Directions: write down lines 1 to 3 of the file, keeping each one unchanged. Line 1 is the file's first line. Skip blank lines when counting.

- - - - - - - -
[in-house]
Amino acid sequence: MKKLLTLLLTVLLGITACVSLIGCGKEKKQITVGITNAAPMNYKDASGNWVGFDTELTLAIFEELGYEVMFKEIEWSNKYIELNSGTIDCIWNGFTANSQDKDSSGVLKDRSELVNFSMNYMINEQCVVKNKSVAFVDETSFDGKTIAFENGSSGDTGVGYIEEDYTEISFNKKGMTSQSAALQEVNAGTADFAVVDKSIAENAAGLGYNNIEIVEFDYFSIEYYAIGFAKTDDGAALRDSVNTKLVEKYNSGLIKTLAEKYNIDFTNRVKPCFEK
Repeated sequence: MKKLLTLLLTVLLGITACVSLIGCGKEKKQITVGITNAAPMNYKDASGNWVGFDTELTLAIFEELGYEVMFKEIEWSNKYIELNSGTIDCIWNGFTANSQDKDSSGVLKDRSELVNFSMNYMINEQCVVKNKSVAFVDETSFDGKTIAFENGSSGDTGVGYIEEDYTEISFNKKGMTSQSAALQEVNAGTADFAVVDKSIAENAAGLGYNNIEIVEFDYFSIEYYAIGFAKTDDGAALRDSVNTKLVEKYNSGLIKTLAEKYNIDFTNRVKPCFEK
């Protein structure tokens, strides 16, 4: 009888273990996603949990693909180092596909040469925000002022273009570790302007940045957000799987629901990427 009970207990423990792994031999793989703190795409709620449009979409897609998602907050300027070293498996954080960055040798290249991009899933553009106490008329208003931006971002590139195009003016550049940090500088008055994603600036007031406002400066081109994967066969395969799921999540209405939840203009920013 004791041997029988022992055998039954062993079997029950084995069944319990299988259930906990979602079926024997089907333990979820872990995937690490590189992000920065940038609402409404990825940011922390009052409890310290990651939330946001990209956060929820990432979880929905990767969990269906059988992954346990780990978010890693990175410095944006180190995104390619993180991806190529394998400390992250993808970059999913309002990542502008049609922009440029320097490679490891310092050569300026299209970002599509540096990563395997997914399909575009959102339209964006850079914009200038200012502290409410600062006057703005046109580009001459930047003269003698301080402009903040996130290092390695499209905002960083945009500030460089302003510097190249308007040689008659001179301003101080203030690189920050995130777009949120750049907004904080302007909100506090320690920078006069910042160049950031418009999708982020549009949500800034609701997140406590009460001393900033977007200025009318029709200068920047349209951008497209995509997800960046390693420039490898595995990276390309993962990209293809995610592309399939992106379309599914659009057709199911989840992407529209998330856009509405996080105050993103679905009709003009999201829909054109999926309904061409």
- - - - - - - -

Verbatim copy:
[in-house]
Amino acid sequence: MKKLLTLLLTVLLGITACVSLIGCGKEKKQITVGITNAAPMNYKDASGNWVGFDTELTLAIFEELGYEVMFKEIEWSNKYIELNSGTIDCIWNGFTANSQDKDSSGVLKDRSELVNFSMNYMINEQCVVKNKSVAFVDETSFDGKTIAFENGSSGDTGVGYIEEDYTEISFNKKGMTSQSAALQEVNAGTADFAVVDKSIAENAAGLGYNNIEIVEFDYFSIEYYAIGFAKTDDGAALRDSVNTKLVEKYNSGLIKTLAEKYNIDFTNRVKPCFEK
Repeated sequence: MKKLLTLLLTVLLGITACVSLIGCGKEKKQITVGITNAAPMNYKDASGNWVGFDTELTLAIFEELGYEVMFKEIEWSNKYIELNSGTIDCIWNGFTANSQDKDSSGVLKDRSELVNFSMNYMINEQCVVKNKSVAFVDETSFDGKTIAFENGSSGDTGVGYIEEDYTEISFNKKGMTSQSAALQEVNAGTADFAVVDKSIAENAAGLGYNNIEIVEFDYFSIEYYAIGFAKTDDGAALRDSVNTKLVEKYNSGLIKTLAEKYNIDFTNRVKPCFEK